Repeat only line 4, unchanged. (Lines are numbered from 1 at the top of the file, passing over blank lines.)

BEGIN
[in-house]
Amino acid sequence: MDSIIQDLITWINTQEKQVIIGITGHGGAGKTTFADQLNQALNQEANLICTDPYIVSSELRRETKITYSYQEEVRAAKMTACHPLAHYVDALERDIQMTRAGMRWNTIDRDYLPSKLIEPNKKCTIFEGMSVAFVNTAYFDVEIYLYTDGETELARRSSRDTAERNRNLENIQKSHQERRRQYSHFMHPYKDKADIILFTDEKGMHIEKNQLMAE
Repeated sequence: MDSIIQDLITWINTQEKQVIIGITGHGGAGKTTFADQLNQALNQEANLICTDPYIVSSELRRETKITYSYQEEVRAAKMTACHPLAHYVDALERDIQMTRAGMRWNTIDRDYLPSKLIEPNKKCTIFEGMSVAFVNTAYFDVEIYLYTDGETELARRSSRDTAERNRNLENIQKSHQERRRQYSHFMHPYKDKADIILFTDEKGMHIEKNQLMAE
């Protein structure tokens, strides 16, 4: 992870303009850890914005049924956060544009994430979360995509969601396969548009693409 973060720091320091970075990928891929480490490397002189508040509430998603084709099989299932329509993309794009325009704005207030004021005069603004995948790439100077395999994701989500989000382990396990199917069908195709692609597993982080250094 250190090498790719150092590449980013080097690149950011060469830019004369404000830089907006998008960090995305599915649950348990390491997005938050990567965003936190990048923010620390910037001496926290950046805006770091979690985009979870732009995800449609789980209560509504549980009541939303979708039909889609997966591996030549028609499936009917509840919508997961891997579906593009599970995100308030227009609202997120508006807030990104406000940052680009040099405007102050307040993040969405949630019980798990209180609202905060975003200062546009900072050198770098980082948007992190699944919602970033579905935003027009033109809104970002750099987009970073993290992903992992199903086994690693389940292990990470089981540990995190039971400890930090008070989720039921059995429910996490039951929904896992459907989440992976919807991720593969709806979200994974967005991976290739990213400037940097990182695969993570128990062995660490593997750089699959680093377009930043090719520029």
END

């Protein structure tokens, strides 16, 4: 992870303009850890914005049924956060544009994430979360995509969601396969548009693409 973060720091320091970075990928891929480490490397002189508040509430998603084709099989299932329509993309794009325009704005207030004021005069603004995948790439100077395999994701989500989000382990396990199917069908195709692609597993982080250094 250190090498790719150092590449980013080097690149950011060469830019004369404000830089907006998008960090995305599915649950348990390491997005938050990567965003936190990048923010620390910037001496926290950046805006770091979690985009979870732009995800449609789980209560509504549980009541939303979708039909889609997966591996030549028609499936009917509840919508997961891997579906593009599970995100308030227009609202997120508006807030990104406000940052680009040099405007102050307040993040969405949630019980798990209180609202905060975003200062546009900072050198770098980082948007992190699944919602970033579905935003027009033109809104970002750099987009970073993290992903992992199903086994690693389940292990990470089981540990995190039971400890930090008070989720039921059995429910996490039951929904896992459907989440992976919807991720593969709806979200994974967005991976290739990213400037940097990182695969993570128990062995660490593997750089699959680093377009930043090719520029």